Count On Us argued the Heads of Agreement fell into the second category so as to give rise to an immediately binding contract. Mukhtar AsJ was not so persuaded. Particular attention was paid to the words “this is an expression of interest on the property”. Even in the event of mutual interest from the vendor, the Heads of Agreement was viewed as merely a business engagement intended to invite the delivery of a more formal document of sale.

Could A Signature On An ‘Expression Of Interest’ Amount To An Offer Capable Of Acceptance?

Count On Us then proposed an alternative argument. It was argued that once Mr Green signed the Heads of Agreement, it was converted into an offer from the vendor. This purported offer was then capable of acceptance by Count On Us through the tendering of the $100,000 deposit.

Mukhtar AsJ also rejected this argument. His Honour saw this as a forced construction of a category two agreement, in circumstances where it was better suited to a non-binding classification under category three. This analysis hinged on a clause stating that “upon acceptance, by the purchaser’s solicitor, the client agreed to enter into a formal legally binding contract”. This language was decisive in the finding that the Heads of Agreement would not be binding until a formal contract was prepared by the vendors:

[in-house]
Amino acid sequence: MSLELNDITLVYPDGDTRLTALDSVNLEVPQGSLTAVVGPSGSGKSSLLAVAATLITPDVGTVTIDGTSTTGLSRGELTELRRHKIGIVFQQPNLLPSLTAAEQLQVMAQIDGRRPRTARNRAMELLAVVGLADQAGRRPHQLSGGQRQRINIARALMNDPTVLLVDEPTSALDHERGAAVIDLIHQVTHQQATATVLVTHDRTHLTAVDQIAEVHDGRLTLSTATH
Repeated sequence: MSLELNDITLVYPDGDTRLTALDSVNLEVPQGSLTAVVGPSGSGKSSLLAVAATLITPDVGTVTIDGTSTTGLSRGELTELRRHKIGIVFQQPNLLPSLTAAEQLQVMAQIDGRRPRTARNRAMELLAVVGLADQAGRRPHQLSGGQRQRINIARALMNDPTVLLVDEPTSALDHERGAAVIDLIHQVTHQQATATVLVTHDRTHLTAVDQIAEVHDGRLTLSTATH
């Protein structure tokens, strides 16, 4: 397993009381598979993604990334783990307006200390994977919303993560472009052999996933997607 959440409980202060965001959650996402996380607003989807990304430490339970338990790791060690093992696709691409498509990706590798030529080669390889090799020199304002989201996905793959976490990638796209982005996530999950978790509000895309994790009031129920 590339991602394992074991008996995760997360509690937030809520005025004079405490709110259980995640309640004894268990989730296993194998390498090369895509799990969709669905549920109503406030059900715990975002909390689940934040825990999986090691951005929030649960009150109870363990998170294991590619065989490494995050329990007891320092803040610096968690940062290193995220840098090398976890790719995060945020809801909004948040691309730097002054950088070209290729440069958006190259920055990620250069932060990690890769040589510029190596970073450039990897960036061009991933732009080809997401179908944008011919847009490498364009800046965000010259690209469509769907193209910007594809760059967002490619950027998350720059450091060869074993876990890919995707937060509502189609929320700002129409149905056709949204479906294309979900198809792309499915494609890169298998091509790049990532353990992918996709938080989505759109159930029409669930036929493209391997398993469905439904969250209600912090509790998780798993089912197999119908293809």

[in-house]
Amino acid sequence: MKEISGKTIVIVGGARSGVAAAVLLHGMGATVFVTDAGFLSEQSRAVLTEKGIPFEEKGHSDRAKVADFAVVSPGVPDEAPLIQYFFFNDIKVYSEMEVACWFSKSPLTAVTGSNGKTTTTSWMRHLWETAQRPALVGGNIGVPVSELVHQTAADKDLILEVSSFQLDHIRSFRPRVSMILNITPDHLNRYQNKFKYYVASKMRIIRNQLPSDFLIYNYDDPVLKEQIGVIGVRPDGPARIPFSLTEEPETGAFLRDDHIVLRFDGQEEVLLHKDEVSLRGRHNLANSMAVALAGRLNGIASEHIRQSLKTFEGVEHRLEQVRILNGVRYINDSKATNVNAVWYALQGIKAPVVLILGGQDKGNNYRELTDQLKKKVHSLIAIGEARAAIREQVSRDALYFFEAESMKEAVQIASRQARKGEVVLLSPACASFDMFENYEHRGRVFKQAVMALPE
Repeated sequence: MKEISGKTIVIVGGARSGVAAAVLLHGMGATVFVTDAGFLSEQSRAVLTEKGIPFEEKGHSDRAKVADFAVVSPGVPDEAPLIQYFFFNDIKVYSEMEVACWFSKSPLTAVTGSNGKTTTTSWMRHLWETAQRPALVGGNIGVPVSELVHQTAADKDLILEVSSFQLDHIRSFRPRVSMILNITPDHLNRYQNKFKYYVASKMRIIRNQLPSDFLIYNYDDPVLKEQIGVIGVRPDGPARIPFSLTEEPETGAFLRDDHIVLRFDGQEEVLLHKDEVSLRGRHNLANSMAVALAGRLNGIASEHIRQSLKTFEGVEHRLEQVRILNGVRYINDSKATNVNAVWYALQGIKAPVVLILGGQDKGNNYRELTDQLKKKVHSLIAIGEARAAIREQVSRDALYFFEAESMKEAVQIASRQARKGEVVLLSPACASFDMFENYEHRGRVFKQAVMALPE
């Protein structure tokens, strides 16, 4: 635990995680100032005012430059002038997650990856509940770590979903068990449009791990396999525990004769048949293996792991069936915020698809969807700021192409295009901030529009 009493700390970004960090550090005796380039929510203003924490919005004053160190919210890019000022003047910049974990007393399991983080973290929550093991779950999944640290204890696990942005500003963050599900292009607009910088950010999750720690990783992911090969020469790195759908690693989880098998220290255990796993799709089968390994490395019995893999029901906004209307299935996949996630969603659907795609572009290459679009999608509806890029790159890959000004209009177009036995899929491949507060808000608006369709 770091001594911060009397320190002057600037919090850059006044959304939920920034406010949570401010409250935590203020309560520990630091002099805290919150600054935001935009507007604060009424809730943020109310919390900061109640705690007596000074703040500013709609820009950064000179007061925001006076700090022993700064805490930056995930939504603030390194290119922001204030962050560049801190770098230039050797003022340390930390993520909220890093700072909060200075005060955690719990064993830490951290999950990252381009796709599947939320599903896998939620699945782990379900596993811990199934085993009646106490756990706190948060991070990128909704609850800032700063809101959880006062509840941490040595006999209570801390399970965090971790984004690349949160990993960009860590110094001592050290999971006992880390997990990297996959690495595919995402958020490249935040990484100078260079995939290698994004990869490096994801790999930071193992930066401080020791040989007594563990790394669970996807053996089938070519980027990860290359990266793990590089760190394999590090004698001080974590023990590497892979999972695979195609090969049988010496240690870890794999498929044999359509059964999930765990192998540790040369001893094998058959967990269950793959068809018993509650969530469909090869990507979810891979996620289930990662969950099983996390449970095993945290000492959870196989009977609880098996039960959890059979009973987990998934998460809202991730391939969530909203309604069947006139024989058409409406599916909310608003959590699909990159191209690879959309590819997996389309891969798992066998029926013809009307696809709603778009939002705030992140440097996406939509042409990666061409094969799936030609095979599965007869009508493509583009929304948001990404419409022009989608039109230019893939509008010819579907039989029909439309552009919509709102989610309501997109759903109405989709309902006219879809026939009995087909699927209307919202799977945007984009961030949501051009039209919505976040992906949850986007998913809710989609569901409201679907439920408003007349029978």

“I do not see how there can be a revealed intention to have an immediately binding contract when the heads contemplate the coming into existence, possibly later on, of a formal legally binding contract”.

Commercial Rationale

Mukhtar AsJ’s rejection of a strict interpretation of the legal enforceability of the Heads of Agreement upholds a sense of commercial convenience. By preserving the meaning of the language that negates the existence of a binding agreement, parties to such pre-contractual documents maintain the flexibility to withdraw regardless of any further negotiations about the terms of the bargain.

Lessons To Be Learnt

This decision reminds parties to commercial contracts that the language used in any pre-contractual documents will be decisive in determining whether they hold legally binding consequences. Parties who do not wish to be bound by pre-contractual agreements should, therefore, exercise caution in ensuring that documents contain clear language to this effect.  Words indicating that a formal legally binding contract will be entered into at a later point in time will create a strong presumption that pre-contractual ‘agreements’ do not hold legally binding consequences.

When provided in the commercial property context, signatures on pre-contractual documents phrased in this manner will instead signify recognition of the purchaser’s interest in buying the property and a willingness to deal with a purchaser on terms included in a later binding contract.

If you require assistance preparing or reviewing a contract, please contact our Dispute Resolution and Litigation team by email or phone +61 3 8540 0200.